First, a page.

‘Abby Acres’: Couple set up summer camp in memory of daughter | lifestyle

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BECKER • • It’s a quiet time of year for Abby Acres Christian Camp in Becker.

“Root Beer” and the other thickly coated horses of the camp lazily search their 20 hectare pasture for branches of green life. A zip line stretched across a small pond shimmers in the winter sun, and “Krystn’s Cottage” – the camp’s sleeping quarters – is in its wooded corner of the property.

David and Hope Lee have lived on the property since 2002. David is a retired Air Force fighter pilot and a Desert Storm veteran. Today he is a flight simulation instructor at Columbus Air Force Base.

The Lees opened Abby Acres in 2015 after an unthinkable event. In July 2009, their 11-year-old daughter Abby died of meningitis.

Hope explained the circumstances of the tragedy:

“Our house burned down in May ’09, so we lived on base in Columbus,” she said. “Abby and her two older brothers were here all day riding horses. (Root Beer was Abby’s horse.) Abby came in complaining of a headache. She was fine until Wednesday when she started throwing up. “

Hope said things quickly escalated from there.

“She woke up Thursday morning with a fit,” she said. “We had to fight to get them into the car. Her fever skyrocketed and she didn’t know us. They flew her to LeBonheur and that night they told us to contact family members. She died on July 11th, just a few months after her 11th birthday. “

David Lee said they founded Abby Acres to honor their daughter’s memory and the generosity of the community.

“We started camp because we wanted her death to make a difference,” Lee said. “The community set up a memorial fund and raised about $ 40,000 in one year. We started praying what to do with the money and we decided to build the camp. “

Now Abby Acres, which can accommodate up to 24 campers, offers several summer camps for children throughout the year as well as workshops and retreats for adults. Hope said the annual survivor’s retreat, which she started four years ago, is always well attended.

“Only in Monroe County, within 30 miles of this place, can I give you 20 names of people who have lost children,” she said. “I felt like God was saying, ‘You have to reach her. ‘We have people from Tennessee, Arkansas, Texas, Colorado – everywhere. It was such a blessing. “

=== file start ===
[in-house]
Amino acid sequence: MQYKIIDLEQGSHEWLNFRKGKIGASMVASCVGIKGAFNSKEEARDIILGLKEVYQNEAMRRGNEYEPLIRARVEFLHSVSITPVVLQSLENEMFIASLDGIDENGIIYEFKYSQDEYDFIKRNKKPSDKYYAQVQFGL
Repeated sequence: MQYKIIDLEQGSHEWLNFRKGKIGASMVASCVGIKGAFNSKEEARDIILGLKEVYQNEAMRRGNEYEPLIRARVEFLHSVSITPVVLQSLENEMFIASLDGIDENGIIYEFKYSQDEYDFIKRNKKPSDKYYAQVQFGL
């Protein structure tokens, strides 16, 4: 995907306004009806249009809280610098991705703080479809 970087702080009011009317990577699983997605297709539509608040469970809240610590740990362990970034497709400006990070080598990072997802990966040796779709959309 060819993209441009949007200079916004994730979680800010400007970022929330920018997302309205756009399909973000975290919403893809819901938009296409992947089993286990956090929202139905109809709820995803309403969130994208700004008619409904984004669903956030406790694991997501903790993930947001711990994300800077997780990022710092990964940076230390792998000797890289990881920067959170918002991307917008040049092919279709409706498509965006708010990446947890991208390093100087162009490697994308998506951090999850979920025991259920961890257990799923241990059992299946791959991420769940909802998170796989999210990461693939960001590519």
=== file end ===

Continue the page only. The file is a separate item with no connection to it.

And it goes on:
Hope said her sense of loss is still strong over time and with her belief in supporting her.

“When someone loses a child and tells you they’re over it, they aren’t,” she said. “It’s been 11 years for us and it’s still like it was yesterday. You can’t get over it and you can’t get through. You go through all of these emotions and then cycle again. “

While the Lees were grateful for the encouragement they received from family and friends after Abby’s death, Hope said that not all of the comments she heard were equally helpful.

“You have some people who say the stupidest things,” she said. “Like ‘God needed another flower in his garden.’ When I hear something like that, I think, “Should I hit you now or do you have something else to say?”

David said that while it can feel uncomfortable at first, it helps when other people share memories of their daughter with you.

“Having others talk about your child helps keep the child’s memory alive,” he said. “It’s not negative; It’s like therapy. Don’t talk about the loss itself, just talk about good memories. It’s easier than we think. Just grab it, even if you stumble upon it. “

Hope said that while she never blamed God for Abby’s death, she is angry at times.

“You get angry,” she said. “Children shouldn’t die before their parents. I am still having problems with this. “

David said that for those struggling with the loss of a child, it is important to honor your feelings and intuitions.

“Whatever you think you should do, just do it, as long as it’s not obviously self-destructive,” he said. “If you have to go somewhere, just get in the car if that helps. If helping someone else helps you, just do it. It’s therapeutic. “